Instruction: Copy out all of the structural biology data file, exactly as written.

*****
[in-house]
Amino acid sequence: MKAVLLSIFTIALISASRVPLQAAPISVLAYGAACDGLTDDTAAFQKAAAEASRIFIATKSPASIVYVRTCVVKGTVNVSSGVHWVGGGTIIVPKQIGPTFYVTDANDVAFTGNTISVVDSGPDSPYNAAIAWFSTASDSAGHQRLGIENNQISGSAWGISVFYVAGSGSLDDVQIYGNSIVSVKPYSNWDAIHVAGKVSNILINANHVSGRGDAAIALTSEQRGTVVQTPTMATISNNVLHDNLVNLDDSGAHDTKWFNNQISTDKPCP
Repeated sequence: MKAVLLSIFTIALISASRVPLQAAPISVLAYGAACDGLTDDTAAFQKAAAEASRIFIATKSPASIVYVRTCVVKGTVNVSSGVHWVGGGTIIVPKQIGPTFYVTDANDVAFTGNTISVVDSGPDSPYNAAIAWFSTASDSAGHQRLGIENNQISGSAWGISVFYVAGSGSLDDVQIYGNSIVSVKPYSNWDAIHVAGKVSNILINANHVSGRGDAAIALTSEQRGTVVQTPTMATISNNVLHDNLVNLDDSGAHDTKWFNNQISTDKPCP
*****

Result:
[in-house]
Amino acid sequence: MKAVLLSIFTIALISASRVPLQAAPISVLAYGAACDGLTDDTAAFQKAAAEASRIFIATKSPASIVYVRTCVVKGTVNVSSGVHWVGGGTIIVPKQIGPTFYVTDANDVAFTGNTISVVDSGPDSPYNAAIAWFSTASDSAGHQRLGIENNQISGSAWGISVFYVAGSGSLDDVQIYGNSIVSVKPYSNWDAIHVAGKVSNILINANHVSGRGDAAIALTSEQRGTVVQTPTMATISNNVLHDNLVNLDDSGAHDTKWFNNQISTDKPCP
Repeated sequence: MKAVLLSIFTIALISASRVPLQAAPISVLAYGAACDGLTDDTAAFQKAAAEASRIFIATKSPASIVYVRTCVVKGTVNVSSGVHWVGGGTIIVPKQIGPTFYVTDANDVAFTGNTISVVDSGPDSPYNAAIAWFSTASDSAGHQRLGIENNQISGSAWGISVFYVAGSGSLDDVQIYGNSIVSVKPYSNWDAIHVAGKVSNILINANHVSGRGDAAIALTSEQRGTVVQTPTMATISNNVLHDNLVNLDDSGAHDTKWFNNQISTDKPCP